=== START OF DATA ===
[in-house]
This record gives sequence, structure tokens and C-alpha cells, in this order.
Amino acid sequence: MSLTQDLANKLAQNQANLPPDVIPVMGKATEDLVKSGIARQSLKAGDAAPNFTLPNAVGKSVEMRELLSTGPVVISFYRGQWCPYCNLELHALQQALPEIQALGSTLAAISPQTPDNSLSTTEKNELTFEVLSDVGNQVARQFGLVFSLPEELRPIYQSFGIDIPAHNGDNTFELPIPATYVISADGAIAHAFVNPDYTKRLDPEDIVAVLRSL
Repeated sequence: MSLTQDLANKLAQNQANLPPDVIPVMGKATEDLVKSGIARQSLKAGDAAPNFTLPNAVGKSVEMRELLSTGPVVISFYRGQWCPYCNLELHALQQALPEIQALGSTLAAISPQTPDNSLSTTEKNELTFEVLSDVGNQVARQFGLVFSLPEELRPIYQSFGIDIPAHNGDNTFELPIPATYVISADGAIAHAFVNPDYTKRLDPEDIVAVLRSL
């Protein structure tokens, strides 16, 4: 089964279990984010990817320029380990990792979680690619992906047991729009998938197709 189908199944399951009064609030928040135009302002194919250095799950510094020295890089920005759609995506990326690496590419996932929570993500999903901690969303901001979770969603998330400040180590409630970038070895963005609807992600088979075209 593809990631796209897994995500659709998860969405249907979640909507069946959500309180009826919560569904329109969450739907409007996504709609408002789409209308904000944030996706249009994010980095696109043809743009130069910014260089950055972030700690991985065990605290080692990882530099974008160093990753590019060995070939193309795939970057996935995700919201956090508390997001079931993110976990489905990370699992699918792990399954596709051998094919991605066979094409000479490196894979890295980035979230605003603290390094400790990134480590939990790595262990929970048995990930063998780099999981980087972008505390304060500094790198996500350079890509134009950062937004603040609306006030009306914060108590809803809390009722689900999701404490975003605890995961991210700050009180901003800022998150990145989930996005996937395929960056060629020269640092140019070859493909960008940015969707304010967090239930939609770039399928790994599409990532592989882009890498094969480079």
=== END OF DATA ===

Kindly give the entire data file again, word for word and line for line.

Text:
[in-house]
This record gives sequence, structure tokens and C-alpha cells, in this order.
Amino acid sequence: MSLTQDLANKLAQNQANLPPDVIPVMGKATEDLVKSGIARQSLKAGDAAPNFTLPNAVGKSVEMRELLSTGPVVISFYRGQWCPYCNLELHALQQALPEIQALGSTLAAISPQTPDNSLSTTEKNELTFEVLSDVGNQVARQFGLVFSLPEELRPIYQSFGIDIPAHNGDNTFELPIPATYVISADGAIAHAFVNPDYTKRLDPEDIVAVLRSL
Repeated sequence: MSLTQDLANKLAQNQANLPPDVIPVMGKATEDLVKSGIARQSLKAGDAAPNFTLPNAVGKSVEMRELLSTGPVVISFYRGQWCPYCNLELHALQQALPEIQALGSTLAAISPQTPDNSLSTTEKNELTFEVLSDVGNQVARQFGLVFSLPEELRPIYQSFGIDIPAHNGDNTFELPIPATYVISADGAIAHAFVNPDYTKRLDPEDIVAVLRSL
């Protein structure tokens, strides 16, 4: 089964279990984010990817320029380990990792979680690619992906047991729009998938197709 189908199944399951009064609030928040135009302002194919250095799950510094020295890089920005759609995506990326690496590419996932929570993500999903901690969303901001979770969603998330400040180590409630970038070895963005609807992600088979075209 593809990631796209897994995500659709998860969405249907979640909507069946959500309180009826919560569904329109969450739907409007996504709609408002789409209308904000944030996706249009994010980095696109043809743009130069910014260089950055972030700690991985065990605290080692990882530099974008160093990753590019060995070939193309795939970057996935995700919201956090508390997001079931993110976990489905990370699992699918792990399954596709051998094919991605066979094409000479490196894979890295980035979230605003603290390094400790990134480590939990790595262990929970048995990930063998780099999981980087972008505390304060500094790198996500350079890509134009950062937004603040609306006030009306914060108590809803809390009722689900999701404490975003605890995961991210700050009180901003800022998150990145989930996005996937395929960056060629020269640092140019070859493909960008940015969707304010967090239930939609770039399928790994599409990532592989882009890498094969480079």